63 y/o psychologist with two sons, living in SF Bay Area. I absolutely love all the feedback I've been getting for my reviews. It's very gratifying. Thanks to all of you.
Clearly I had never heard of Tonino Benacquista before. I have, however, become something of a student of Edoardo Balerini. I would be the president of his fan club, were he to have one. The man has engaged and entertained me in a way which beggars description. This book is the story of an Italian gangster and his family, who go into the Witness Protection Program (WITSEC) after he testifies against his former colleagues. The family ends up in a small town in Normandy, the name of which I swear to you sounds something like Schlong-sur-Mer. The gangster takes the name of Fred Baker, and tries to convince an entire town bristling with French gossips that he is a writer, engaged in some magnum opus mysterioso. His wife and chldren are dragged most unhappily into this fiasco. It is torture for them to keep the lie going, but of course it is essential that they pull it off, as unspeakable deaths await them if they fail. Mr. Baker's real name is Giovanni Menzano, I believe. The wife and kids have to invent names and full identities for themselves. They have one so-called friend, who is their supervisor in the WITSEC program, a man named Tom Quintiliani. (Please forgive me if I am messing up these names: it is very hard to memorize names when you are laughing out loud at the story, and at the exquisite predicament this family is in.)
Edoardo Balerini has now reached a pinnacle (in my mind) which no other living narrator has ever come close to. It's not just that he's Italian; you can hear the pronunciation of his own name sound more Italian with each book. Since the book is set in France, Mr. Balerini must master a large variety of French accents and individual speech proclivities. You just cannot imagine how funny this is until you hear it. It is easy for Americans to make fun of the French, for reasons which have little to do with this book in particular (they are, though, so ENTIRELY full of themselves): please stop me now before I become quite tasteless. The plot ambles around in a good-natured sort of way. I actually got lost, as I was reading about four other books at the same time, and I discovered that it was a complete pleasure to start this book from the very beginning again. I realized that some of the jokes had just filtered through my cortex without being stored in memory (a fancy and preposterous way of saying that I forgot them), and so each was funny anew. This one is a winner. I hope Mr. Benacquisto has more up his sleeve. From the sounds of Mr. Balerini's voices I would guess him to be in his forties: how very, very lucky for us.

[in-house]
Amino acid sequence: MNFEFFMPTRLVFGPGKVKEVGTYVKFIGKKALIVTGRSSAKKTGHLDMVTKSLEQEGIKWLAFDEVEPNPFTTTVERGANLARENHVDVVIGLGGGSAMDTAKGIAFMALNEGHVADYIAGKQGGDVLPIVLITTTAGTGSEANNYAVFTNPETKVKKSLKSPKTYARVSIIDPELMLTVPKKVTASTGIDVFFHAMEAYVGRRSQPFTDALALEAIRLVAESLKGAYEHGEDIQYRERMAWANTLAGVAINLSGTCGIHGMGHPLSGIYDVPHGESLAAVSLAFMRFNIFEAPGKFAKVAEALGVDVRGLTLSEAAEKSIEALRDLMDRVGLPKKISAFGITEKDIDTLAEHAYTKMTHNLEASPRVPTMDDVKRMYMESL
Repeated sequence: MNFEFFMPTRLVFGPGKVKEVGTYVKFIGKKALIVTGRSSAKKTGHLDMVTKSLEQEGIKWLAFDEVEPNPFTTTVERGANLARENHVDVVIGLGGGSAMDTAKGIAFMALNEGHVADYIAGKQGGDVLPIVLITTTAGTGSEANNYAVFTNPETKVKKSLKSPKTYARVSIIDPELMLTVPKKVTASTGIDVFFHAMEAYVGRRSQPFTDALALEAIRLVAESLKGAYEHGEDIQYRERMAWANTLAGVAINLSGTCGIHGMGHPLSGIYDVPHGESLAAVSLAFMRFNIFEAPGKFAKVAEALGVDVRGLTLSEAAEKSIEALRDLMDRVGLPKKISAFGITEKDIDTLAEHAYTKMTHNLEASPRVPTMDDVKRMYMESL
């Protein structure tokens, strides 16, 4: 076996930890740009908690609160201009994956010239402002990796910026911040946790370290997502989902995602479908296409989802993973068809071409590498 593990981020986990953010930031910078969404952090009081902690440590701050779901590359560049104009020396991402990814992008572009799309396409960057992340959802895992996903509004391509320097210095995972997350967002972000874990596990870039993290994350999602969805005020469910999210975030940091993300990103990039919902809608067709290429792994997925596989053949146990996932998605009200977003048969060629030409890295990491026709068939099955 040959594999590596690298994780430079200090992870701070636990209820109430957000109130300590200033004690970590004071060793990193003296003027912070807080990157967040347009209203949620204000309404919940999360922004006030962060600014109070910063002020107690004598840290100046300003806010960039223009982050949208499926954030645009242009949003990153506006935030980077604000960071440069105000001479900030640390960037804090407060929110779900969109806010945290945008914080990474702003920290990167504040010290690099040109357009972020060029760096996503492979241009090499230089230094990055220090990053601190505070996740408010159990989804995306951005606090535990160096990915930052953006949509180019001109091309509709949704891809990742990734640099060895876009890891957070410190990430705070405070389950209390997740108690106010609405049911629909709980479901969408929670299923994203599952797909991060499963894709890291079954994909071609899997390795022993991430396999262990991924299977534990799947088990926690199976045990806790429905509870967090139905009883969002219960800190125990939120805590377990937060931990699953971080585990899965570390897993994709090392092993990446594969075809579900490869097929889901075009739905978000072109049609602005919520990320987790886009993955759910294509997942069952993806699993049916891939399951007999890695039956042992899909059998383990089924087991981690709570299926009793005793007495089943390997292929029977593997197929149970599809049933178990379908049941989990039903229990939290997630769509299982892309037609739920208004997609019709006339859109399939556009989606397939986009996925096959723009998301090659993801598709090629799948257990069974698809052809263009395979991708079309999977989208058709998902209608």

Like other reviewers said, there is something about this book that makes you feel like a glowing review somehow doesn't do it justice and can't adequately explain why this book is so entertaining and sweet.
Bernadette is a stifled artist who redirects her genius energy with some odd behavior. Elgin is her genius husband who works a little too much and misses some important goings on in his family. Bee is their daughter, a mix of the two--also genius, humorous and insightful. So, how is it that Bernadette goes missing? Well, that's where this book gets really entertaining.
The story is told through emails, letters and documents compiled into a book by Bee and it's a fun read. All of the characters are well written and Kathleen Wilhoitte does a great job of giving them each a distinct voice. It does take a little time to get used to, as she tends to be a little overexcited as Bee and their neighbor, but I really came to enjoy it by the end. You somehow end up loving and sympathizing with every character, even through their mistakes.
I was sad when this one ended!